Viewing entries tagged
palm

Pic of the Day - Butia capitata

Butia has an imposing presence in the landscape. Who doesn't love palms?  They evoke images of exotic beaches and hidden oases and even a single specimen in a warm temperate garden can create a tropical feel.  For sheer presence, few hardy palms can compete with Butia capitata.  Long, pinnate fronds are silvery blue and sit atop a slow forming but very thick trunk.  Like all moderately hardy palms, winter protection when young is the key to their survivability.  Once they put on some size they are generally hardy at least in warmer areas.  We've been growing this plant for many years and moved it with no issues 5 years ago into a prominent spot in our Xeric Garden. Butia capitata appreciates the very well-drained soils and bright sun which mimic the areas where it grows in South America.  The fruit of jelly palm is bright gold-orange and deliciously sweet with hints of other tropical fruit.

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Pic of the Day - Sabal palmetto (Bald Head Island, NC form)

This specimen was 2' tall when planted in 2008. Sabal palmetto ranges from Florida to southeastern North Carolina.  It is the main trunked palm of the southeast US and the state tree of South Carolina.  This form is from the northernmost native stand of palmettos on Bald Head Island off the coast of Wilmington, NC.  It has proven to be one of the hardiest selections available, surviving to 6 F (-14 C) once established with no problem.  It can grow to 35'-40' tall over time with a stout trunk and folded (costapalmate) fronds.  This plant enjoys a sunny, well-drained spot.  Transplanting palms can be confusing with some surviving easilyand others dying immediately.  Sabal palmetto and some other palms will only transplant well as field or garden grown plants if they are mature - generally about 10' of clear trunk with fronds cut off for Sabal palmetto.  Palmetto roots die back when cut and will not grow new roots unless the plant is mature.  Large transplanted specimens should be kept well hydrated and fronds trimmed back until new roots grow.  For most gardeners, small (3g for best survivability) container grown plants are probably the best option.  Make sure to avoid cultivating around the base of palmettos too much as this will cut the roots.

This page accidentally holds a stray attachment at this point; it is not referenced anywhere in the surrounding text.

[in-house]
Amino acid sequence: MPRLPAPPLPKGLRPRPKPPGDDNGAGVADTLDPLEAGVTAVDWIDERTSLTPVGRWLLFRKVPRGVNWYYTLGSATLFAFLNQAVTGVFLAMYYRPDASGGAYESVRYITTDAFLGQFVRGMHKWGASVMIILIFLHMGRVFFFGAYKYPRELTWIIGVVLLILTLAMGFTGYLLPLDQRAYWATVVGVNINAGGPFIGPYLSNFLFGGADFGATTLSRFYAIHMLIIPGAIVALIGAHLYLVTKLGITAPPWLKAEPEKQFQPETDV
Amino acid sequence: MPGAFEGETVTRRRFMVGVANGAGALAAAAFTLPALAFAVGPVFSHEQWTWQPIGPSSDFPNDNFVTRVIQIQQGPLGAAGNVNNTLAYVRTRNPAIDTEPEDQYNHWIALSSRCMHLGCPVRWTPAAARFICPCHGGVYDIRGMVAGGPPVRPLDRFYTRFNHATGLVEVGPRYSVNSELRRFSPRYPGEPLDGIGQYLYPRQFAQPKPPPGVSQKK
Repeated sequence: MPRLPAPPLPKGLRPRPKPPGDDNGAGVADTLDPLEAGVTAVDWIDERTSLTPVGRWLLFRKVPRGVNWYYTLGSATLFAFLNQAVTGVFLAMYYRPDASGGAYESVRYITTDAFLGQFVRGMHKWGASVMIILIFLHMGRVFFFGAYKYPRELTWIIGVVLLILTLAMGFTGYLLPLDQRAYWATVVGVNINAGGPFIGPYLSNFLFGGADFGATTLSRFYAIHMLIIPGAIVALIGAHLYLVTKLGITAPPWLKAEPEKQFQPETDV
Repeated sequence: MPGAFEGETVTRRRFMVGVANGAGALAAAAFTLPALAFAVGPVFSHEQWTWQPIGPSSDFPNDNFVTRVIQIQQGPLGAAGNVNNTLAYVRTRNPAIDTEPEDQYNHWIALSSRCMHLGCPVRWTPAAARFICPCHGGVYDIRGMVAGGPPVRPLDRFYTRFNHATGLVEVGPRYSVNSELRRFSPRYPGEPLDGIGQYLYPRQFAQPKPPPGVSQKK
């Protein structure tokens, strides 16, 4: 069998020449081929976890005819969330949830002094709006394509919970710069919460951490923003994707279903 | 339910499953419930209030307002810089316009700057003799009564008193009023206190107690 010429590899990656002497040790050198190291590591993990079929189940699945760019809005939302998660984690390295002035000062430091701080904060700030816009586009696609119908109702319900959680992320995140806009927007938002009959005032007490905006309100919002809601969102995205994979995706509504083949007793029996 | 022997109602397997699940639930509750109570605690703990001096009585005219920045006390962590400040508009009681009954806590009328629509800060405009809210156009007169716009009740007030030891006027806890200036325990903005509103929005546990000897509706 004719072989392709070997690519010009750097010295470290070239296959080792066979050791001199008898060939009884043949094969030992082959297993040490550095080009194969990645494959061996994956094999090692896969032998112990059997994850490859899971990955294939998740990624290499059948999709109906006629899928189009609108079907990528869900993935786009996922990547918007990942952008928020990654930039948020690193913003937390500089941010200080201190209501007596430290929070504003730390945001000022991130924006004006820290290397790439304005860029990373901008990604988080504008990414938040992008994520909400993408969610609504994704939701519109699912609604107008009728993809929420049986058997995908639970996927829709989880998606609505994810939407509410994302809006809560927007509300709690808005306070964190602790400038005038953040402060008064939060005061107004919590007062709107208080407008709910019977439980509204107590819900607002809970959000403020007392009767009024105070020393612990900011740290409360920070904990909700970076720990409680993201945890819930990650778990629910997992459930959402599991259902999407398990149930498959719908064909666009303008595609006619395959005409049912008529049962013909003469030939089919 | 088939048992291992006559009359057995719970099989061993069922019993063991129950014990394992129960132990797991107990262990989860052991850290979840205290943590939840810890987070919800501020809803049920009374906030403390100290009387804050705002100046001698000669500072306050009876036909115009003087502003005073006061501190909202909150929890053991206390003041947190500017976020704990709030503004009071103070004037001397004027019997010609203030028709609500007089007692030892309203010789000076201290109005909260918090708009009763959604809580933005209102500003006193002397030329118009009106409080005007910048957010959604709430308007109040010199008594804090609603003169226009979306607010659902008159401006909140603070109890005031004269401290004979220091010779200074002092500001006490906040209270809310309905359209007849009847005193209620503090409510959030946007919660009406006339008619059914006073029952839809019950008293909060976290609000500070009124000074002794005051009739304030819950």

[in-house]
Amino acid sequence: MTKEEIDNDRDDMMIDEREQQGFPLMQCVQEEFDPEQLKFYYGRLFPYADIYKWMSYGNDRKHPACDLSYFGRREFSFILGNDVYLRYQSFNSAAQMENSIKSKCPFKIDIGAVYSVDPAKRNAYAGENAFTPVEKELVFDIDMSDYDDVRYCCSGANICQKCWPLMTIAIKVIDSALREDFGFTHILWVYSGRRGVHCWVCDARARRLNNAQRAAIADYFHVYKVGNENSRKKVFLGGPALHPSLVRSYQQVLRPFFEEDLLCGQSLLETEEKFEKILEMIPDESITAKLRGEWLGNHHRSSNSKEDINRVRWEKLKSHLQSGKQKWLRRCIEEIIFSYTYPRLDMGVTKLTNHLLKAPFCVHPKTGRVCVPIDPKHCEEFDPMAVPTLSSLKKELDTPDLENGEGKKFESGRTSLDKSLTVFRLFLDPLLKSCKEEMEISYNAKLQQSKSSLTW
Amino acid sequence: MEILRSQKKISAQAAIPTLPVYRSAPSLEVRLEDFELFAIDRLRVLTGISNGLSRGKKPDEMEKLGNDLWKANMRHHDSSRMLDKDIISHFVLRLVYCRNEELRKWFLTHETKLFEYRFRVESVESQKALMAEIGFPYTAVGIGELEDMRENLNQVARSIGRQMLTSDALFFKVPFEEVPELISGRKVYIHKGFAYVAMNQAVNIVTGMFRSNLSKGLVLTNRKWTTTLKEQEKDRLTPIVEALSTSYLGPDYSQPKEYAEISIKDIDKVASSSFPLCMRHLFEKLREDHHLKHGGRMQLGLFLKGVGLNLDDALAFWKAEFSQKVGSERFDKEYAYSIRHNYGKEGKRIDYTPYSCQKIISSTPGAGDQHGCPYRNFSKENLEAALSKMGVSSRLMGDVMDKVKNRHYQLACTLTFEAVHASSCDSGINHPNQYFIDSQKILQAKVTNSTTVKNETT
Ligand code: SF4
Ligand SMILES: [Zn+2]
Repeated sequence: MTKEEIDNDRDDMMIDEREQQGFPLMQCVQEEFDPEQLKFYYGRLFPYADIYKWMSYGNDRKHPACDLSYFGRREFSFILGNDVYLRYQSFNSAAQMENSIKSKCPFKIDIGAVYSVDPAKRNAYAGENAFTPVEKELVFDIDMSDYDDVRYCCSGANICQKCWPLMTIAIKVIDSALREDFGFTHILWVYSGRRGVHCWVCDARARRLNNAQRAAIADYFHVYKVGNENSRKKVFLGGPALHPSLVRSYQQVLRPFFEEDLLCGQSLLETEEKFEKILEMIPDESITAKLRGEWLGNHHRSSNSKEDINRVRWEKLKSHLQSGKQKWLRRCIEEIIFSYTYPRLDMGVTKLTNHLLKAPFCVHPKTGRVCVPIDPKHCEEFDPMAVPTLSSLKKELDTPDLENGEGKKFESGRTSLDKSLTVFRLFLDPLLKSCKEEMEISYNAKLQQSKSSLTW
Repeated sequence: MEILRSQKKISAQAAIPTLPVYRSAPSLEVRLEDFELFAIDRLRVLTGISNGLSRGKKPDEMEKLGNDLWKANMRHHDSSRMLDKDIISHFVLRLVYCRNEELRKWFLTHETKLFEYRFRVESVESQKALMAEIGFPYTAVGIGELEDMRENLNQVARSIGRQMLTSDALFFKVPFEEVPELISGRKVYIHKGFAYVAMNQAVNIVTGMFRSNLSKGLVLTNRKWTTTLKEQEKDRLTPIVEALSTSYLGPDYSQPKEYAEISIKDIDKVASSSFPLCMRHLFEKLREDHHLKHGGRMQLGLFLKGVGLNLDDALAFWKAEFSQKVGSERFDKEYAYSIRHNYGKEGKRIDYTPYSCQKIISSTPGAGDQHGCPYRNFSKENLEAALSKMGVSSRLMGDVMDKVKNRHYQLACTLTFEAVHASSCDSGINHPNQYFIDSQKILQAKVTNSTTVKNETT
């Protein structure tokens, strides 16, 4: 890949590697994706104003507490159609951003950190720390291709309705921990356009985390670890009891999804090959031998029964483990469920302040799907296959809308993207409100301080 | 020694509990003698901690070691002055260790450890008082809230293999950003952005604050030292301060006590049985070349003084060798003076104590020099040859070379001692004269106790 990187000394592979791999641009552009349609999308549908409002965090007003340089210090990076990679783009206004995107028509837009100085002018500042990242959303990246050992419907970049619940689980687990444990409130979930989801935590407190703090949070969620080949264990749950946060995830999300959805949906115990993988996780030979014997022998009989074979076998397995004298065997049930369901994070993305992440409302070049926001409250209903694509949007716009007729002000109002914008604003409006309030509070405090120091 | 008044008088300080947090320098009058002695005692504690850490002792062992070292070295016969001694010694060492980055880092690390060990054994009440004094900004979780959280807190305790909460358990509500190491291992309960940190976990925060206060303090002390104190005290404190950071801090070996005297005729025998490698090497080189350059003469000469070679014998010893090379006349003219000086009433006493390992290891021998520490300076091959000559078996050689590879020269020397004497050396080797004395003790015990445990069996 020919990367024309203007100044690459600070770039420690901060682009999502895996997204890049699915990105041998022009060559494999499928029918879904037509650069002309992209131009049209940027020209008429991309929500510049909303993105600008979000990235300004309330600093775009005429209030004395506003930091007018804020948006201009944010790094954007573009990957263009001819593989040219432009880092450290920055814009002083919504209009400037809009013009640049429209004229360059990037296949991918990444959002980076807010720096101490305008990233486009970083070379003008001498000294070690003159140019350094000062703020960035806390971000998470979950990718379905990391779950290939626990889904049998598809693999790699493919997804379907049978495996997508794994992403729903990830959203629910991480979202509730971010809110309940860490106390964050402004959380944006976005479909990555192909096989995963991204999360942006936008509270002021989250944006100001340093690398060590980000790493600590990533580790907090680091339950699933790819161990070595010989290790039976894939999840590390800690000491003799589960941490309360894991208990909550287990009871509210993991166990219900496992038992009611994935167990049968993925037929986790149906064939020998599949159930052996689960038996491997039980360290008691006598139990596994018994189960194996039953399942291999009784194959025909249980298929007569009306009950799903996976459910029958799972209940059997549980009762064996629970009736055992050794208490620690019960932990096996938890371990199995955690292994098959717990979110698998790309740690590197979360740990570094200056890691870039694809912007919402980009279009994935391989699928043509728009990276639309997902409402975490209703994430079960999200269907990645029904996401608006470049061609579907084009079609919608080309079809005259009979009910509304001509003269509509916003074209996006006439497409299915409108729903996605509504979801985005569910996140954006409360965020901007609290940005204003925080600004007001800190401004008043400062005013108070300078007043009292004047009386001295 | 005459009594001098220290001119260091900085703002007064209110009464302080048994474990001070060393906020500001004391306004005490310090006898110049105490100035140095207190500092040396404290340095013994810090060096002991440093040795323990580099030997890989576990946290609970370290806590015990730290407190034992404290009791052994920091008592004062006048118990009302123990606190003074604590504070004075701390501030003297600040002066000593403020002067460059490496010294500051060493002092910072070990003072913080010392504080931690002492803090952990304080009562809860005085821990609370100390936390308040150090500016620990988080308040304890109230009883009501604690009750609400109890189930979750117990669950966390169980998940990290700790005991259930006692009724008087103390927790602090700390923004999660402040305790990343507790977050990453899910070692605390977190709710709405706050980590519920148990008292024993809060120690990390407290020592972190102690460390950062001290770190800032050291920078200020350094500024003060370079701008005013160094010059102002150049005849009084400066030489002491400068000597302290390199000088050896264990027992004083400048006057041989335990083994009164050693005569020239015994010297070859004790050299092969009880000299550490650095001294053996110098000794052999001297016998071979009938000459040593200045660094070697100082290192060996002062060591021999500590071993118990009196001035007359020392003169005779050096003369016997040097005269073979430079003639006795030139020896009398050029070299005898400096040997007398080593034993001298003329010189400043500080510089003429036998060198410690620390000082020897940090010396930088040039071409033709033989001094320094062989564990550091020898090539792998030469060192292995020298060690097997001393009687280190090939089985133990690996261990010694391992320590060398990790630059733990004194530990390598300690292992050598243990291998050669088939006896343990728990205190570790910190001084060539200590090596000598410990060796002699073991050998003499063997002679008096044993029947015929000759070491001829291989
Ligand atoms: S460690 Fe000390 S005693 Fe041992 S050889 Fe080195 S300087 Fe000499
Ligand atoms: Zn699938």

Sabal palmetto (Bald Head Island form) in the foreground with Butia capitata in the back.